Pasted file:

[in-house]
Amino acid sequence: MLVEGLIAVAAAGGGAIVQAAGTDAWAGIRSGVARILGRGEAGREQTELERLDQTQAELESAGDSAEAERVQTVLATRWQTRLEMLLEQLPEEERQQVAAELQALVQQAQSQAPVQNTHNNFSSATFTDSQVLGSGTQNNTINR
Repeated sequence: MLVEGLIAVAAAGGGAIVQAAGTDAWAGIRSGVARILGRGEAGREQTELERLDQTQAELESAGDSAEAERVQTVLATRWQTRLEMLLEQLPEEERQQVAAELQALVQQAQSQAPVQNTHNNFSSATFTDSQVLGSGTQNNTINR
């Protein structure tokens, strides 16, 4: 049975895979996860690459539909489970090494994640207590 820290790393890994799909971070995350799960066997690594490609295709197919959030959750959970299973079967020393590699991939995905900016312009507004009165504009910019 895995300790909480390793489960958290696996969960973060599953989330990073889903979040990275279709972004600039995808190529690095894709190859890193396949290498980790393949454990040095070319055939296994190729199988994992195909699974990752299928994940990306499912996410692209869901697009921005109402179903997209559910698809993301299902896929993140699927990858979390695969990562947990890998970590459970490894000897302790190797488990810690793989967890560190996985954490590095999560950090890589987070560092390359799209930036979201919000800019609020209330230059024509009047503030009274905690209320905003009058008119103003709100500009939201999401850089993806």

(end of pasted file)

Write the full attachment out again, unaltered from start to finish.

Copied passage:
[in-house]
Amino acid sequence: MLVEGLIAVAAAGGGAIVQAAGTDAWAGIRSGVARILGRGEAGREQTELERLDQTQAELESAGDSAEAERVQTVLATRWQTRLEMLLEQLPEEERQQVAAELQALVQQAQSQAPVQNTHNNFSSATFTDSQVLGSGTQNNTINR
Repeated sequence: MLVEGLIAVAAAGGGAIVQAAGTDAWAGIRSGVARILGRGEAGREQTELERLDQTQAELESAGDSAEAERVQTVLATRWQTRLEMLLEQLPEEERQQVAAELQALVQQAQSQAPVQNTHNNFSSATFTDSQVLGSGTQNNTINR
């Protein structure tokens, strides 16, 4: 049975895979996860690459539909489970090494994640207590 820290790393890994799909971070995350799960066997690594490609295709197919959030959750959970299973079967020393590699991939995905900016312009507004009165504009910019 895995300790909480390793489960958290696996969960973060599953989330990073889903979040990275279709972004600039995808190529690095894709190859890193396949290498980790393949454990040095070319055939296994190729199988994992195909699974990752299928994940990306499912996410692209869901697009921005109402179903997209559910698809993301299902896929993140699927990858979390695969990562947990890998970590459970490894000897302790190797488990810690793989967890560190996985954490590095999560950090890589987070560092390359799209930036979201919000800019609020209330230059024509009047503030009274905690209320905003009058008119103003709100500009939201999401850089993806």